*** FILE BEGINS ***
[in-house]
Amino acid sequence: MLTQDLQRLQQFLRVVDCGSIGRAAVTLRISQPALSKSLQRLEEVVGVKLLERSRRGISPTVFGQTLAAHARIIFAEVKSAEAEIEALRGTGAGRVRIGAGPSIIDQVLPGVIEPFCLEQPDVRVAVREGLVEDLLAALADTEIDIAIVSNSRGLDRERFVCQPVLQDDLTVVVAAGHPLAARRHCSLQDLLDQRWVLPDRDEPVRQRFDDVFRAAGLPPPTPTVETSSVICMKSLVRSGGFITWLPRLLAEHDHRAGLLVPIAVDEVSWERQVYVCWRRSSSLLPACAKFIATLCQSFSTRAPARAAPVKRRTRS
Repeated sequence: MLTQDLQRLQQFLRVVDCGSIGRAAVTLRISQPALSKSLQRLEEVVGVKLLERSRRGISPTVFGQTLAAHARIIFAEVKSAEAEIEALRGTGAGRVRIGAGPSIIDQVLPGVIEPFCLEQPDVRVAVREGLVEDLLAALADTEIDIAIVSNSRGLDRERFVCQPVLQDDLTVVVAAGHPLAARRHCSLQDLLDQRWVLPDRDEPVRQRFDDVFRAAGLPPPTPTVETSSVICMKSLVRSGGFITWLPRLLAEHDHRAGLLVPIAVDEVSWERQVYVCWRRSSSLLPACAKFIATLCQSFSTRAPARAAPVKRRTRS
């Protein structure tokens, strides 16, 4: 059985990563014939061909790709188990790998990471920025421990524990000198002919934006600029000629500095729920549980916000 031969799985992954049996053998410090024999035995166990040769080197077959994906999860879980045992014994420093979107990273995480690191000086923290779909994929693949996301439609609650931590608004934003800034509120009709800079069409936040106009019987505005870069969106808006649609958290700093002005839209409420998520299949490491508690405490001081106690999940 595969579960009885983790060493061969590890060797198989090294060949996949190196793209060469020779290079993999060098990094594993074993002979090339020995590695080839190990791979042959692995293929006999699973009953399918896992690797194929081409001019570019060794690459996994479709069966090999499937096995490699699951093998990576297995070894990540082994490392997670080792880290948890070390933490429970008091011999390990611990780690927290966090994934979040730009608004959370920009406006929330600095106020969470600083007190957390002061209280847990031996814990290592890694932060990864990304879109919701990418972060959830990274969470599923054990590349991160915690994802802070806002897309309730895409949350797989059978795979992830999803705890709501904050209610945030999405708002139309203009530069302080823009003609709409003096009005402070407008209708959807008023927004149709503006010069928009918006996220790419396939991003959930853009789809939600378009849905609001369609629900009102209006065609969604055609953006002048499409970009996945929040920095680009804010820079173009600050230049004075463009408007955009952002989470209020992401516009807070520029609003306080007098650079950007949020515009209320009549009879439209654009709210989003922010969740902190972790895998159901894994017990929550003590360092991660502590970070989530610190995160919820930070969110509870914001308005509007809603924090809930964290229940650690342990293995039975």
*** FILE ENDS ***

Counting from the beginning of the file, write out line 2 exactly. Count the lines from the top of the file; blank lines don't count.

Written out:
Amino acid sequence: MLTQDLQRLQQFLRVVDCGSIGRAAVTLRISQPALSKSLQRLEEVVGVKLLERSRRGISPTVFGQTLAAHARIIFAEVKSAEAEIEALRGTGAGRVRIGAGPSIIDQVLPGVIEPFCLEQPDVRVAVREGLVEDLLAALADTEIDIAIVSNSRGLDRERFVCQPVLQDDLTVVVAAGHPLAARRHCSLQDLLDQRWVLPDRDEPVRQRFDDVFRAAGLPPPTPTVETSSVICMKSLVRSGGFITWLPRLLAEHDHRAGLLVPIAVDEVSWERQVYVCWRRSSSLLPACAKFIATLCQSFSTRAPARAAPVKRRTRS